Cephalosporin in Patients with Penicillin Allergy

Penicillins and cephalosporins share a ß-lactam ring structure, making cross-reactivity a concern. Although a rate of cross-reactivity of more than 10 percent has been reported, this figure must be interpreted with caution since it is based on retrospective studies in which penicillin allergy was not routinely confirmed by skin testing, and at least some of the reactions were probably not immune-mediated.44 Available data, although based on small numbers, suggest an increased risk of cephalosporin reactions among patients with positive results on penicillin skin tests. In a review combining data from 11 studies of cephalosporin administration in patients with a history of penicillin allergy,45 cephalosporin reactions were found to have occurred in 6 of 135 patients with positive skin-test results for penicillinallergy (4.4 percent), as compared with only 2 of 351 with negative skin tests (0.6 percent).

Whereas most patients who have a history of penicillin allergy will tolerate cephalosporins, indiscriminate administration cannot be recommended, especially for patients who have had life-threatening reactions.29 Among 12 cases of fatal anaphylaxis caused by antibiotics in the United Kingdom from 1992 to 1997, 6 cases occurred after the first dose of a cephalosporin, and 3 of the 6 patients were known to have penicillin allergy.46

For patients with a history of penicillin allergy who require a cephalosporin, treatment depends on whether the previous reaction was mediated by IgE.29,47 Skin testing is warranted if the reaction was consistent with an IgE-mediated mechanism or if the history is unclear. In one study, one third of patients with positive results on skin tests had unclear or vague histories of penicillin allergy.48 If testing is positive and a cephalosporin is considered necessary, then desensitization should be performed with the use of the particular cephalosporin chosen for treatment. A possible alternative is to perform a graded challenge with the cephalosporin,29 but the risk of anaphylaxis, although low, must be recognized.29 If the history is inconsistent with an IgE-mediated mechanism, it is considered safe to initiate a graded challenge without previous skin testing.

Sulfonamide Allergy

For patients who have a history of allergy to sulfonamide antibiotics, concern has been raised about the use of other sulfonamide-containing drugs (diuretics, sulfonylureas, and celecoxib). However, sulfonamide antimicrobial agents (sulfamethoxazole, sulfadiazine, sulfisoxazole, and sulfacetamide) differ from other sulfonamide-containing medications by having an aromatic amine group at the N4 position and a substituted ring at the N1 position; these groups are not found in nonantibiotic sulfonamide-containing drugs. Thus, despite product-labeling warnings, cross-reactivity between these two groups of sulfonamides is believed to be unlikely.49,50

In a large observational study,51 patients with a history of allergy to sulfonamide antibiotics had an increased risk of an allergic reaction to nonantibiotic sulfonamides, as compared with patients without such a history (adjusted odds ratio, 2.8; 95 percent confidence interval, 2.1 to 3.7), and were even more likely to have a reaction to penicillin (adjusted odds ratio, 3.9; 95 percent confidence interval, 3.5 to 4.3). These results suggest that the association between an allergy to sulfonamide antibiotics and subsequent reactions to nonantibiotic sulfonamide drugs is probably attributable to a predisposition to allergic reactions in general, as opposed to cross-reactivity between sulfonamide-containing antibiotics and nonantibiotic drugs.51 However, the results must be interpreted with caution, given the retrospective design and the use of diagnosis codes to categorize reactions, which probably resulted in some misclassification of nonallergic reactions as allergic reactions.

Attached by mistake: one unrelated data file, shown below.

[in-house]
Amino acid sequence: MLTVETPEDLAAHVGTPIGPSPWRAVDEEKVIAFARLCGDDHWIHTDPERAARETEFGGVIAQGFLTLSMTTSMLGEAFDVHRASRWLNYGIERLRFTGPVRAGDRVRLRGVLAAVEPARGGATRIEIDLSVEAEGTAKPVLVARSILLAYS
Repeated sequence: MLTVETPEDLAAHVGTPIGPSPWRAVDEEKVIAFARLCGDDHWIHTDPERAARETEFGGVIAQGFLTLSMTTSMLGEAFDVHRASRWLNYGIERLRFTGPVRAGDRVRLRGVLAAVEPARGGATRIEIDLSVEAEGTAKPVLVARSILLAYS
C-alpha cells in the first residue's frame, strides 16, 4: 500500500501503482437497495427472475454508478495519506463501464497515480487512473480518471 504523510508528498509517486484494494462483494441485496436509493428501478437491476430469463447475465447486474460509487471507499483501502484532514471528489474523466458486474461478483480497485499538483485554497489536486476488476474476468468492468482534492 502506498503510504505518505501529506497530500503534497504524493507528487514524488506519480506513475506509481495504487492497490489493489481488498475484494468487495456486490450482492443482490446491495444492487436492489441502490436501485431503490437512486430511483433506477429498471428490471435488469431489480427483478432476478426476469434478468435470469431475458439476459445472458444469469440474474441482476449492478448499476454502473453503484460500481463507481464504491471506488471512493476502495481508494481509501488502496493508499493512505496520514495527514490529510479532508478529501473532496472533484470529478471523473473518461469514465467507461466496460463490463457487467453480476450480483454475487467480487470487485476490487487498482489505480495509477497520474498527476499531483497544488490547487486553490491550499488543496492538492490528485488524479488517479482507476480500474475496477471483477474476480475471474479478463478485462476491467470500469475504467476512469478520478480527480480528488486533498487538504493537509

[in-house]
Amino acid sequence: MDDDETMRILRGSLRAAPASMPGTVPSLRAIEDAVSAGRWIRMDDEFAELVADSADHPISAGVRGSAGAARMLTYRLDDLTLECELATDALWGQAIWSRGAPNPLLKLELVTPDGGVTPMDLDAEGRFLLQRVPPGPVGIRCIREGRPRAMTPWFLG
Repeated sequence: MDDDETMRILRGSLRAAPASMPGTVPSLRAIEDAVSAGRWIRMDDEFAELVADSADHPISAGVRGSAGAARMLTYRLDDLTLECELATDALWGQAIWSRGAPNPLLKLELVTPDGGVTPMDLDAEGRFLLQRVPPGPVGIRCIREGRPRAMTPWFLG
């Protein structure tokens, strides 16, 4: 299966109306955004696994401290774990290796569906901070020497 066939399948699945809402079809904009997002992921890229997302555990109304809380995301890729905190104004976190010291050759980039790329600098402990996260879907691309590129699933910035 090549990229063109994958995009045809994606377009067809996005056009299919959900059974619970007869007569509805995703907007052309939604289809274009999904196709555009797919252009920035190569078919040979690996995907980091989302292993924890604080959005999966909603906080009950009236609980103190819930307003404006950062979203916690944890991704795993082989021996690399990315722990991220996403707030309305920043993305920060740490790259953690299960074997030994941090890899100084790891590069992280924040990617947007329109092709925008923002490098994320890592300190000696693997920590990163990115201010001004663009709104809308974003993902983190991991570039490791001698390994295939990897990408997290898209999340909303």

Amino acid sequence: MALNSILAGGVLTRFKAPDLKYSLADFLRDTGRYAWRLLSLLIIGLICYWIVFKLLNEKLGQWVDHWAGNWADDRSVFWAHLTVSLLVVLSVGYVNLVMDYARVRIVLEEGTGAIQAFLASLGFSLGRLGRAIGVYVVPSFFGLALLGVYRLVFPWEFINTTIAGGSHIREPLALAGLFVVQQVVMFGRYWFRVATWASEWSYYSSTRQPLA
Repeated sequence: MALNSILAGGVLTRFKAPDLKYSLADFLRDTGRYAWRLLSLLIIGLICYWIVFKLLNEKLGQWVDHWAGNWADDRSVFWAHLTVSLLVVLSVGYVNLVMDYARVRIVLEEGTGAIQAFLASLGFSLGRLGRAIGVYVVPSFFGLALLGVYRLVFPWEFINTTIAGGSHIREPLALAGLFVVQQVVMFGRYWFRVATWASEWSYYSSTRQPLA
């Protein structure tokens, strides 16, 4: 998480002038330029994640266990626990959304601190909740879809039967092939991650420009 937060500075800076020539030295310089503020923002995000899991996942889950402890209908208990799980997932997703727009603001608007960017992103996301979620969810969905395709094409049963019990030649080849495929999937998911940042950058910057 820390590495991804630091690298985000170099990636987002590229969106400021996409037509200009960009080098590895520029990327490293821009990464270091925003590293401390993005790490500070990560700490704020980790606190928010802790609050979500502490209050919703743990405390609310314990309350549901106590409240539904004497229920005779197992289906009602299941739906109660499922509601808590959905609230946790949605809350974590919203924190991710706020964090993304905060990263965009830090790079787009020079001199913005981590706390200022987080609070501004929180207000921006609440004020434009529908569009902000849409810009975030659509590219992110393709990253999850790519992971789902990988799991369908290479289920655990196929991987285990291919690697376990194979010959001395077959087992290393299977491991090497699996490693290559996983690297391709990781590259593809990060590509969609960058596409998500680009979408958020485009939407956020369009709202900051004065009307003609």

Areas of Uncertainty

The mechanisms underlying antibiotic allergy have not been clearly elucidated. This understanding is needed to facilitate the development of better diagnostic tools and drugs that are less immunogenic. Better understanding is needed of factors mediating individual susceptibility to allergic reactions to antibiotics. A few studies have evaluated the role of major-histocompatibility-complex polymorphisms in the predisposition of patients to drug reactions,52,53 but these findings need to be confirmed and expanded.

Some patients have reported adverse reactions to many chemically unrelated antibiotics. The existence of the so-called multiple drug allergy syndrome is controversial,54,55 and accepted diagnostic tests are needed to document drug allergy in these patients.

Guidelines

The American Academy of Allergy, Asthma and Immunology, the American College of Allergy, Asthma and Immunology, and the Joint Task Force on Practice Parameters for Allergy and Immunology have developed practice guidelines for the management of drug allergy29,47 on the basis of evidence and expert opinion. Therecommendations in the present review are consistent with these guidelines.

Conclusions and Recommendations

Patients who report a history of antibiotic allergy require a careful assessment of the nature of the reaction to determine the likelihood that it was immunologically mediated. For patients whose history suggests an IgE-mediated reaction to penicillin, such as the case described in the vignette, skin testing is indicated, if available, before they receive another ß-lactam antibiotic. If test results are negative, the ß-lactam agent may be administered. If test results are positive or testing cannot be done, the drug should be avoided or a desensitization procedure should be performed.